At a March 3 meeting, representatives from the city's Financial Management Department presented the fiscal year 2010 Mid-Year Budget Monitoring Report to four members of San Diego's Budget Committee.
"General fund projections are currently projected to have a year-end shortfall of $11.2 million dollars," said financial manager Angela Colton.
Colton went on to explain that the city's budget shortfall could be much worse, as the city estimates revenue deficits will total $59.3 million for this fiscal year, due mainly to lackluster revenues from sales tax, which fall $25.1 million under budget, and transit occupancy tax, which fall $10.1 million under, as well as underperforming departmental revenues.
Despite saving $16.5 million in department expenditures due to position vacancies, a $42.8 million gap between the decline in revenues and city department expenditures remains. To help bridge the gap, the city plans to use $31.5 million in "carry-forward appropriations" from previous years, money that was set aside for ongoing city contracts but was never used.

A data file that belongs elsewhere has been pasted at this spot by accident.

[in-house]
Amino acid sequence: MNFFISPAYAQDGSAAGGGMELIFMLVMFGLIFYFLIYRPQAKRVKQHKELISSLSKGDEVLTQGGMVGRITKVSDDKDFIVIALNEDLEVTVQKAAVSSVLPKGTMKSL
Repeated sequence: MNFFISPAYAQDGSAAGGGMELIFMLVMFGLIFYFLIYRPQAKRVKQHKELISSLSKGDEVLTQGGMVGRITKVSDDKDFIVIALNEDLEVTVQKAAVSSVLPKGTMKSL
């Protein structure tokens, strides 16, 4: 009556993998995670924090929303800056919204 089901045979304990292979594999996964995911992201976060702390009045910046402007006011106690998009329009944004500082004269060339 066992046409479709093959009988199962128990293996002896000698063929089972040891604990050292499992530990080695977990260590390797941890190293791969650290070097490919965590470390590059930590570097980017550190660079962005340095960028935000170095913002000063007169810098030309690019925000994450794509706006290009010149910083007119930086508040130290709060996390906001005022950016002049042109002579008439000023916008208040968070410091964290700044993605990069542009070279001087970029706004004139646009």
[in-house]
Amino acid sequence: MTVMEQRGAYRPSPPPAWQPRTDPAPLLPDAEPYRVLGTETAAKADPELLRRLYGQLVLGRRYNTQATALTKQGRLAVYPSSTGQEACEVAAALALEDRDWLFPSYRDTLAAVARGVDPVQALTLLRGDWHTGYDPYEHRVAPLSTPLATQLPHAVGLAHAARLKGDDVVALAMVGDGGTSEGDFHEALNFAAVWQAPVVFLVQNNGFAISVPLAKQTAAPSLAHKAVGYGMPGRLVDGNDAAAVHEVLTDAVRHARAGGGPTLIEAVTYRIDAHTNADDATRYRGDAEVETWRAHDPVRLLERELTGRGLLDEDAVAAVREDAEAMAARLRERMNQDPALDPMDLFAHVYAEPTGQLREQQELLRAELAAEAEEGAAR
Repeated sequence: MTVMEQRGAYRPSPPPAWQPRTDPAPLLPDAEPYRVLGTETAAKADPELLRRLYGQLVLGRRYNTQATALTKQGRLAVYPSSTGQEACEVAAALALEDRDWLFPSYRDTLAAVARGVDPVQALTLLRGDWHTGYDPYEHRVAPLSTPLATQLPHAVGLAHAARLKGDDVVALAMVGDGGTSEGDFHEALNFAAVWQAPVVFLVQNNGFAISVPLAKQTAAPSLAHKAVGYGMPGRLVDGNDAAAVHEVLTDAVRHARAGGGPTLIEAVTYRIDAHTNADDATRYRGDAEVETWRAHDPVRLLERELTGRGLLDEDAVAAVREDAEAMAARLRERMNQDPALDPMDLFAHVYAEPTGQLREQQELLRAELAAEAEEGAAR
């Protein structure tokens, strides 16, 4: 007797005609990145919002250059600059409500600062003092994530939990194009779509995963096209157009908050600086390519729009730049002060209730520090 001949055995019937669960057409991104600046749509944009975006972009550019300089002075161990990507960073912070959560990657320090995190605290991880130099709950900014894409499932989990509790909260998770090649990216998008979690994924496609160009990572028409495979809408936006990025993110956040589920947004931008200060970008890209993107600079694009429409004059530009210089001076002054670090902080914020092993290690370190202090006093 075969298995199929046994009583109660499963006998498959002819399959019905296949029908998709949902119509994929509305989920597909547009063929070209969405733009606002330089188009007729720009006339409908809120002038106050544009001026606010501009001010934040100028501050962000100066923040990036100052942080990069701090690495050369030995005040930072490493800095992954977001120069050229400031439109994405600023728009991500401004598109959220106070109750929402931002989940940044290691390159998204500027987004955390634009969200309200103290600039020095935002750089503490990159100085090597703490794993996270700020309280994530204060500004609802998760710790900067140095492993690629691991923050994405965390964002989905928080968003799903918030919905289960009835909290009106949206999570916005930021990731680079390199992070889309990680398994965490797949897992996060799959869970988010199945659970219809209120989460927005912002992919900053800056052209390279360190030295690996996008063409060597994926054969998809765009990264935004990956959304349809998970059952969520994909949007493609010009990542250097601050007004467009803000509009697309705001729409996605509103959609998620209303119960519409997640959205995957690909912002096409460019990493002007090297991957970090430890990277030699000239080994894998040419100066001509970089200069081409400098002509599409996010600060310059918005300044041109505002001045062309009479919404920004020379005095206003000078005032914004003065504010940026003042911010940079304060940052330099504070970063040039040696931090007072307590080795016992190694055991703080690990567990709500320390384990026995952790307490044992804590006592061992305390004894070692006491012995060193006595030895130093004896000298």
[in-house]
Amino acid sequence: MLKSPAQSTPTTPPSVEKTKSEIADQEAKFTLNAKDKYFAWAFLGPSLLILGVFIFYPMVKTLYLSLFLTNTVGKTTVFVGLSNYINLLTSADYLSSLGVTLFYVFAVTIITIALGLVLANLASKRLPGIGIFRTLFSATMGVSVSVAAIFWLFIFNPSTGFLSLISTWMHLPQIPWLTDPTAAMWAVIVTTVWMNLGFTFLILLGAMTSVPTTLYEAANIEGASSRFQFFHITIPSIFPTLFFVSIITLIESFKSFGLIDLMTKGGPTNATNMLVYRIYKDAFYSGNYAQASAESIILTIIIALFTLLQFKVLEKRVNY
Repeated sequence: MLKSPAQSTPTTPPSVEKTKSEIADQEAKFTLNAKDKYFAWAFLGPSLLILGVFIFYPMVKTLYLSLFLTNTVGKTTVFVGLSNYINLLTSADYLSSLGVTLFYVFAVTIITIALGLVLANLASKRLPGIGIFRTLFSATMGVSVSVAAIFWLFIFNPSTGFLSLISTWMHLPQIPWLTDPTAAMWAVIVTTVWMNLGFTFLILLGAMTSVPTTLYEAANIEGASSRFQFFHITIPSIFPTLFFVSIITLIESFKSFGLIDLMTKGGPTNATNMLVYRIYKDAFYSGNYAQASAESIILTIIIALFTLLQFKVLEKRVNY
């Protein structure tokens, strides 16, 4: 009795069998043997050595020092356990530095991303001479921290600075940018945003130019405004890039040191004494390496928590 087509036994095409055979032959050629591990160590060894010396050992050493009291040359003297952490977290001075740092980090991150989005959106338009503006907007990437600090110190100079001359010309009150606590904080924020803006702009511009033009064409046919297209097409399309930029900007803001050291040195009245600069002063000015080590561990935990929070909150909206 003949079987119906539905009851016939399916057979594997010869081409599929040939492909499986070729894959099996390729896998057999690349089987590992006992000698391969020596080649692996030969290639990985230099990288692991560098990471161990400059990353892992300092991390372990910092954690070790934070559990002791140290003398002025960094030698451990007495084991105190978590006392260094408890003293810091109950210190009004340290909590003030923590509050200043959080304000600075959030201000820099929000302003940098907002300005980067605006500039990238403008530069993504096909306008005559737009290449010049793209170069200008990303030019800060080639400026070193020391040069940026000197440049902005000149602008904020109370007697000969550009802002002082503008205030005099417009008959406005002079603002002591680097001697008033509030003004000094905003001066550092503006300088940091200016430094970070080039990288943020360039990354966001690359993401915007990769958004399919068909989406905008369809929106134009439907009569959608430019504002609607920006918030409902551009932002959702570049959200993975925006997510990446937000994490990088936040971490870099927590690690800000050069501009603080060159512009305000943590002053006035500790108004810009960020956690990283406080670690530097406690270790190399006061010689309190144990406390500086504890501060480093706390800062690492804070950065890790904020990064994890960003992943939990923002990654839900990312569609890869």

As if this year's projected shortfall wasn't enough bad news for the city, after the presentation, differences over next year's budget deficit projections between the city's chief financial officer, Mary Lewis, and independent budget analyst Andrea Tevlin surfaced.
"Of course, since our revenues declined this year...it will affect revenue projections for next year," said Lewis. "At this point, we're thinking in the range of $10 to $15 million."
That number does not factor in the Annual Required Contribution (ARC) payment for the city's pension system.
"That's another $15 million," said Lewis of the pension payment.
Tevlin, however, predicts a much greater budget shortfall for next fiscal year. Tevlin says that rough estimates from her office indicate that the $15 million revenue deficit suggested by the mayor's office is closer to $30 million.
"We're in disagreement on that, but this is very early," said Tevlin. "For 2011, if you take the [Annual Required Contribution] and our revenue projections, we're looking at a $45 million dollar deficit for 2011."
As for this year's shortfall of $11.2, city officials want to look into finding reductions in contract spending, decreasing discretionary spending, and decreasing expenditures before any other budgetary mitigation occurs.
After the budget report, the committee unanimously agreed to place the 2010 Mid-year Budget Monitoring Report on the city council's agenda for deliberation.